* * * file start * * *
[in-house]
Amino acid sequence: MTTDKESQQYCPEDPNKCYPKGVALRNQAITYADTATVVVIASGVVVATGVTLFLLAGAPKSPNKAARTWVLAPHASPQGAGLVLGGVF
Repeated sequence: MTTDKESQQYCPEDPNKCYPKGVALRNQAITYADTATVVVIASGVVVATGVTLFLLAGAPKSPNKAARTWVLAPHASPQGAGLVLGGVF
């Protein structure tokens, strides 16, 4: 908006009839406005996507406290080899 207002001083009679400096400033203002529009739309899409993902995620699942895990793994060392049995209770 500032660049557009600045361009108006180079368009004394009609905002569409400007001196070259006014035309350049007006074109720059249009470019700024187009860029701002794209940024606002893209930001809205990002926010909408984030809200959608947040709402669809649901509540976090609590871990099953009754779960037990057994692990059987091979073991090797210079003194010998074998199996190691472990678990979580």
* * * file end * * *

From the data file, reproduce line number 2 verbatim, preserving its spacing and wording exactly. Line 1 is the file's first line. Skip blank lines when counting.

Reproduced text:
Amino acid sequence: MTTDKESQQYCPEDPNKCYPKGVALRNQAITYADTATVVVIASGVVVATGVTLFLLAGAPKSPNKAARTWVLAPHASPQGAGLVLGGVF